Dec 17, 2018

Axios AM

By Mike Allen
Mike Allen

Good Monday morning.

1 big thing: Russia winning its war

Illustration: Lazaro Gamio/Axios

U.S. intelligence says Russia sought to disrupt the 2016 and 2018 elections and sow discord. Regardless of what Robert Mueller does, Russia did it — and is still at it:

  • Multiple high-stakes, aggressive federal investigations were spawned by an initial FBI probe of Russian government efforts to influence the 2016 presidential election.
  • Fallout from Russian meddling, including Democratic talk of impeaching President Trump, is likely to remain a dominant political issue as Democrats take over the House 17 days from now.
  • American politics have been further radicalized.
  • The FBI's image, once unassailable, has been tarnished with Trump's base.
  • Facebook and other tech giants were thrown on the defensive.
  • The misinformation campaigns are essentially what created "fake news," driven home by Trump on the campaign trail.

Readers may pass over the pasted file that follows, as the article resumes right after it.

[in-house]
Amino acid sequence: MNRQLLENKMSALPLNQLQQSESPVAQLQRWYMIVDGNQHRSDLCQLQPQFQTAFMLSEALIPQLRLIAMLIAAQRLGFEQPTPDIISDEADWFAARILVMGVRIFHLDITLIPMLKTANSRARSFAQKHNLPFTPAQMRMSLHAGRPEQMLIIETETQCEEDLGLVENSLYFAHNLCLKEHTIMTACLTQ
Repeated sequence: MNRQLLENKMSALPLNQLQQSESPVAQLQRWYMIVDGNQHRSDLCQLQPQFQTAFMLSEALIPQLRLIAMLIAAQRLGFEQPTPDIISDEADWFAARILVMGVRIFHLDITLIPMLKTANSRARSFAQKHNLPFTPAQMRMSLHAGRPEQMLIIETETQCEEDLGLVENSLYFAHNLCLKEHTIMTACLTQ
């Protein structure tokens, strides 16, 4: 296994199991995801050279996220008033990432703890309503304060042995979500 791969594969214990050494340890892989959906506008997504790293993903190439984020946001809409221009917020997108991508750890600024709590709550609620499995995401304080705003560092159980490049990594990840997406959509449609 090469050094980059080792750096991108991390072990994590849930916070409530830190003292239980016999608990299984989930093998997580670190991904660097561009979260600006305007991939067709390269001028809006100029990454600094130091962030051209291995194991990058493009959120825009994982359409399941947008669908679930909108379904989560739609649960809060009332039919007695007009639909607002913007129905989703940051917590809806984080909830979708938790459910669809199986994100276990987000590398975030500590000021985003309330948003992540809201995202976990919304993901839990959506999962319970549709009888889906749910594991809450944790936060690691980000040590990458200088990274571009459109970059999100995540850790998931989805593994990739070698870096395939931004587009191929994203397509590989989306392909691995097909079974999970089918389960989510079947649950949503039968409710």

• Trump's closeness with Putin has helped drive a wedge between the U.S. and Europe.
  • And Russia now is an easy scapegoat for officials to point at when things go wrong: vulnerabilities in technology, election surprises, etc.

Russia is weaponizing technology not just to meddle in our elections, but to increase power on the global stage, Axios' David McCabe and Joe Uchill point out:

  • Russia likes to target vulnerable populations (countries with major elections, referendums, civil wars, political controversies).
  • These campaigns are easier because of the U.S. government's lack of unity in confronting the practice and the platforms. That's a big win for Russia.
  • Russia has gotten so much attention that there's less focus on Iran, where Russia has a big oil alliance — another win for Russia, Axios' Kim Hart and Sara Fischer note.

New evidence that the campaign is ongoing is included in a report prepared for the Senate Intelligence Committee, and obtained by the WashPost:

  • "Russia’s disinformation campaign around the 2016 election ... used every major social media platform to deliver words, images and videos tailored to voters’ interests to help elect President Trump — and worked even harder to support him while in office."